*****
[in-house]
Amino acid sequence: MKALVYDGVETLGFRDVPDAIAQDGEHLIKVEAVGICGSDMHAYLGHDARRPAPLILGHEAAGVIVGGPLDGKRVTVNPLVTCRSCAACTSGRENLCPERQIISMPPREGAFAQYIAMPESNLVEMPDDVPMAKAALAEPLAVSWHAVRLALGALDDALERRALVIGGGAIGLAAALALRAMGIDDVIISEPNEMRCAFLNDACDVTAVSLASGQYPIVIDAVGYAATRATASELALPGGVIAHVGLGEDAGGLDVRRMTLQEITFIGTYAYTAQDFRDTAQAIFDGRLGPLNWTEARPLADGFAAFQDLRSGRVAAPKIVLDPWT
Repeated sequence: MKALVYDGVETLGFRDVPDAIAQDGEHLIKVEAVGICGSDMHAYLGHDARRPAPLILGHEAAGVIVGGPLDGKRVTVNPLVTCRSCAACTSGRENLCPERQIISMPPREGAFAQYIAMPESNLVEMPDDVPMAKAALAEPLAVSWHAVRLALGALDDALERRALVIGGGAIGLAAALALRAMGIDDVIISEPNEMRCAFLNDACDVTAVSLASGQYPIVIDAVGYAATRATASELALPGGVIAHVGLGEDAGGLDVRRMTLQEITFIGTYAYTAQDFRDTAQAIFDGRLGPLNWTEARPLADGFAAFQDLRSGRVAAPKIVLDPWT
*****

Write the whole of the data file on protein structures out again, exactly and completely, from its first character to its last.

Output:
[in-house]
Amino acid sequence: MKALVYDGVETLGFRDVPDAIAQDGEHLIKVEAVGICGSDMHAYLGHDARRPAPLILGHEAAGVIVGGPLDGKRVTVNPLVTCRSCAACTSGRENLCPERQIISMPPREGAFAQYIAMPESNLVEMPDDVPMAKAALAEPLAVSWHAVRLALGALDDALERRALVIGGGAIGLAAALALRAMGIDDVIISEPNEMRCAFLNDACDVTAVSLASGQYPIVIDAVGYAATRATASELALPGGVIAHVGLGEDAGGLDVRRMTLQEITFIGTYAYTAQDFRDTAQAIFDGRLGPLNWTEARPLADGFAAFQDLRSGRVAAPKIVLDPWT
Repeated sequence: MKALVYDGVETLGFRDVPDAIAQDGEHLIKVEAVGICGSDMHAYLGHDARRPAPLILGHEAAGVIVGGPLDGKRVTVNPLVTCRSCAACTSGRENLCPERQIISMPPREGAFAQYIAMPESNLVEMPDDVPMAKAALAEPLAVSWHAVRLALGALDDALERRALVIGGGAIGLAAALALRAMGIDDVIISEPNEMRCAFLNDACDVTAVSLASGQYPIVIDAVGYAATRATASELALPGGVIAHVGLGEDAGGLDVRRMTLQEITFIGTYAYTAQDFRDTAQAIFDGRLGPLNWTEARPLADGFAAFQDLRSGRVAAPKIVLDPWT